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Even as the EU implementation deadline looms, clear clinical trial definitions remain elusive.
The unfailing fascination of writing about European affairs is that every time Europe seems to have found any solution, another twist emerges to present a new challenge. And in clinical trials—just as much as in resuscitating the Balkans, or regulating state aid to failing companies, or creating a single currency, or upgrading transport infrastructure—the harder Europe tries to squeeze itself into shape, the more it highlights its divergences.
In fact the clinical trials domain is offering rich pickings these days for students of diversity. As the May 2004 deadline approaches for full implementation of the European Union clinical trials directive, with all its guidance finally in place, the clearer it is that Europe’s bid for harmonization is less than complete. The clinical trials community in Europe is increasingly apprehensive about the prospects, despite the protracted discussions about how to implement the new EU rules that were initially supposed to resolve national differences.
The European Union is passing through a “critical phase of building a robust regulatory framework for clinical trials,” according to Dr. Roger Bickerstaffe, chairman of the European Forum for Good Clinical Practice, which organized a meeting on the subject in Brussels on October 6-7. And he warned that it is essential to establish some clearer definitions if the regulatory framework is to function correctly.
One of the problems the meeting focused on was the imprecision over the responsibilities of the trial sponsor. “For European patients and healthy volunteers participating in clinical trials, as well as in the interest of future patients, it is of critical importance that this role and the accompanying responsibilities are well defined and fully supported,” according to Dr. Bickerstaffe. But although the new EU rules will reinforce the role and responsibilities of the sponsor, they have not defined precisely who the sponsor is: “The structure and make-up of such an organization remains open and has recently been identified as problematic,” he says.
The new requirement for a single clinical trial sponsor “threatens the future of publicly funded clinical research,” according to Janet Darbyshire of the United Kingdom’s Medical Research Council. As she pointed out, the new requirement may suit the needs of a pharmaceutical company bringing new drugs to market, “but fits uneasily with the partnership arrangements for publicly funded trials.” A large company such as GlaxoSmithKline or Bristol-Myers-Squibb has the resources and all-round expertise to take on all the responsibilities of the sponsor. But, Darbyshire insisted, a lot of vital clinical research is conducted by smaller firms, or public research organizations, or hospitals—often in consortiums where different responsibilities of the sponsor are shared.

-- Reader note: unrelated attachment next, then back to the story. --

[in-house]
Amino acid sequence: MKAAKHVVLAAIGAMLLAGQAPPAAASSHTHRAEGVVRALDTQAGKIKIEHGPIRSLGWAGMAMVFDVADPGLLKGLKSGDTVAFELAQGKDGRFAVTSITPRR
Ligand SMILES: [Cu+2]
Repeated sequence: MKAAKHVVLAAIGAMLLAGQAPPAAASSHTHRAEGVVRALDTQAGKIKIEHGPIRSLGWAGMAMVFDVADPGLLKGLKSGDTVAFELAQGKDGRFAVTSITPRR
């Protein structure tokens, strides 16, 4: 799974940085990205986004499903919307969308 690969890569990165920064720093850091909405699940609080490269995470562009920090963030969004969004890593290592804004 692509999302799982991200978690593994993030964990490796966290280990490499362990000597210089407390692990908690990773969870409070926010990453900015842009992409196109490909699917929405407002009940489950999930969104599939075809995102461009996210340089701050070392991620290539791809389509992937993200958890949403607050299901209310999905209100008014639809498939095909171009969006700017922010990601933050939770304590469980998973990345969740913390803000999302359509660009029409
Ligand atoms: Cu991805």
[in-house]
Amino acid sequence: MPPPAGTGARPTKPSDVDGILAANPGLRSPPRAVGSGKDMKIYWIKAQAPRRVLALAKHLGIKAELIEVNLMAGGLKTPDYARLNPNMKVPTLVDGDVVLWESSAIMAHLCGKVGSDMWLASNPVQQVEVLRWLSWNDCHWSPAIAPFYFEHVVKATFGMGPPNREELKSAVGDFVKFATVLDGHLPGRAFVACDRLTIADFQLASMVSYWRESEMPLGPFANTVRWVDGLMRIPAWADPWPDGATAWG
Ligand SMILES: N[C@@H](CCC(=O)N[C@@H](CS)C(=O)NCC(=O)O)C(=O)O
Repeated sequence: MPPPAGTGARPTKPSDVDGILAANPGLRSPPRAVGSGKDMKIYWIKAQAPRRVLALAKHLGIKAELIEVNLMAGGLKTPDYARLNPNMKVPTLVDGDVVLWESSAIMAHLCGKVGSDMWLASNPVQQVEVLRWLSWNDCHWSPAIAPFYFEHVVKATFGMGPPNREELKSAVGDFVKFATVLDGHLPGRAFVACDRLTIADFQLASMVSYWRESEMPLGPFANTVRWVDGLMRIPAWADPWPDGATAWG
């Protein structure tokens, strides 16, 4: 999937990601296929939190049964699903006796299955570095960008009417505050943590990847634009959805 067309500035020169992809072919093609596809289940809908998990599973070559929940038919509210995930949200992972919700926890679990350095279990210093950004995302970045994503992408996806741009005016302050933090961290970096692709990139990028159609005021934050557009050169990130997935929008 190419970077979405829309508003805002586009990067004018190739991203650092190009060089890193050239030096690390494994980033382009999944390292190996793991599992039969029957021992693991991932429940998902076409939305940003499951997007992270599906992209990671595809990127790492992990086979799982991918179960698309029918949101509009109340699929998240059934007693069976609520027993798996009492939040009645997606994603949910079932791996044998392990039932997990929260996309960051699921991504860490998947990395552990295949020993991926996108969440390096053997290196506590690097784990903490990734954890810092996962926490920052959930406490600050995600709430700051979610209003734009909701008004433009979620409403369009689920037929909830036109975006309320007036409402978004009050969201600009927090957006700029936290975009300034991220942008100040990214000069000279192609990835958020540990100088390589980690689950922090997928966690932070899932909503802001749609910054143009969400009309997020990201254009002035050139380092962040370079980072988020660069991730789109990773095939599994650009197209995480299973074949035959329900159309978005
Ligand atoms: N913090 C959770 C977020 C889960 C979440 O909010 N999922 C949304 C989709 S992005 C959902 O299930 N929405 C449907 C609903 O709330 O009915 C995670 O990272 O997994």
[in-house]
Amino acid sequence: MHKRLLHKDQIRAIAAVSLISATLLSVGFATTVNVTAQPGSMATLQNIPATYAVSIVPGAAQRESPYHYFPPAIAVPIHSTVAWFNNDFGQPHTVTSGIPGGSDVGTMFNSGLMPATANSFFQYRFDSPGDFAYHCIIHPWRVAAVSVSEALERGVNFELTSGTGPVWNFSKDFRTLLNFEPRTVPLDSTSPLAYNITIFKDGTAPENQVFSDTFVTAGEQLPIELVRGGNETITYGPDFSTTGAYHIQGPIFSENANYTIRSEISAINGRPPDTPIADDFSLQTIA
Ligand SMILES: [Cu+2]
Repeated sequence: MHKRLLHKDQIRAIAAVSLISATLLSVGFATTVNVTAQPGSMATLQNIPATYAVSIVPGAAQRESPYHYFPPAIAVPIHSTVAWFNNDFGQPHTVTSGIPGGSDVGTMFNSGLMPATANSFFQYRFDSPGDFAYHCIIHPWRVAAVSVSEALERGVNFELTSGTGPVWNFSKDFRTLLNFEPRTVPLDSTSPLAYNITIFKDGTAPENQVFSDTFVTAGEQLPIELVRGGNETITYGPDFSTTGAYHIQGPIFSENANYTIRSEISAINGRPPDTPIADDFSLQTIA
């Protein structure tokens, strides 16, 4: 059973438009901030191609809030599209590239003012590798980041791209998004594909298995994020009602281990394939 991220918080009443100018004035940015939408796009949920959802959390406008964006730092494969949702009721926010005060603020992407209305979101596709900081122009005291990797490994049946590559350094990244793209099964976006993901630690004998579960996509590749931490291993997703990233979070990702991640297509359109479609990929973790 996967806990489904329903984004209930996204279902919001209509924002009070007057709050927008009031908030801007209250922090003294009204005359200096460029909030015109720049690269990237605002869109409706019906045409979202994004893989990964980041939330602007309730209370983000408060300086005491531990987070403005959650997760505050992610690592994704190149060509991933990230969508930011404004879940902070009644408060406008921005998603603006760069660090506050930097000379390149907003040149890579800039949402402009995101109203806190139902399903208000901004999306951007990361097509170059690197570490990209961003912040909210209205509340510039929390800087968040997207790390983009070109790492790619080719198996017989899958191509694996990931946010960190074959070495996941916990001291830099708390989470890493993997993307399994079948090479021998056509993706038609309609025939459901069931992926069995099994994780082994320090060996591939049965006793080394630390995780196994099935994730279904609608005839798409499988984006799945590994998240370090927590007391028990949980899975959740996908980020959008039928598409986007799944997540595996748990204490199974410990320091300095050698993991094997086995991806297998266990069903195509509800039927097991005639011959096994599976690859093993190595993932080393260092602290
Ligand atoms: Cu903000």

Jacques Demotes of the French Institut National de la SantÃ© et de la Recherche MÃ©dicale told the meeting: “Sponsorship of Europe-wide multi-centre trials is becoming increasingly challenging for smaller biotechnology firms and academic institutions, universities or hospitals.” It is hard for a public hospital in one country to effectively supervise the precise conduct of a trial which is conducted in part in one or more other countries. And “the current fragmentation of clinical research infrastructures, both at the national and European levels,” aggravates the problem, he said. The same challenge confronts other organizations involved in clinical trials, from nongovernmental organizations and charities to investigator- or researcher-initiated trials.
The ill-defined role of ethics committees is also preoccupying the clinical trials sector. Again, the new EU rules were initially intended to clarify this function, but in the event have fallen far short of harmonization—so member states may choose to implement the new rules in very different ways. As Terry Stacey of the Central Office for Research Ethics Committees in the United Kingdom said: “Ethical values differ amongst various EU populations, and there are variations in the remit of ethics committees, with some carrying out a regulatory function in addition to providing an ethical opinion. Some committees have a major role in scientific review; others rely on the previous opinion of experts. Some interpret the law; others leave this to a wider research governance framework. And the composition of committees varies accordingly.” He warned that unless a “European dimension” is created for the wider frameworks within which these committees work, there is unlikely to be much further convergence across Europe.
Monika Siebert Grafe of the University Hospital in Heidelberg spelt out some of the challenges that multinational trials face when presenting an ethical justification for ethics committees. She listed the variety of cultures, histories and traditions across Europe, the lack of harmonization of medical and scientific standards from country to country, and the differences in organization and constitution of ethics committees. Even where an ethics committee is itself independent, the organization it belongs to may influence its opinion, she suggested.
Worse, as Dr. Ingrid Klingmann of the Pharmaplex consultancy lamented, those responsible for clinical trials review in the EU’s member states do not talk to one another about how they handle the matter. “It’s as if they are resigned to divergence,” she told ACT, citing key figures who have remarked “It’s not my job to worry about harmonization. My job is national.”
And on the same day next year that the new rules come into force, ten new member states will join the EU: Poland, the Czech Republic, Hungary, Slovakia, Estonia, Latvia, Lithuania, Slovenia, Cyprus and Malta—with even more differences coming into the picture. Professor Tamas Paal of the Hungarian National Institute of Pharmacy remarked that the enlarged EU will contain ethical and regulatory approval systems of clinical trials with divergent traditions, and since the new rules provide “only a framework,” the result is that “the clinical trial review system will vary considerably between present and new member states.”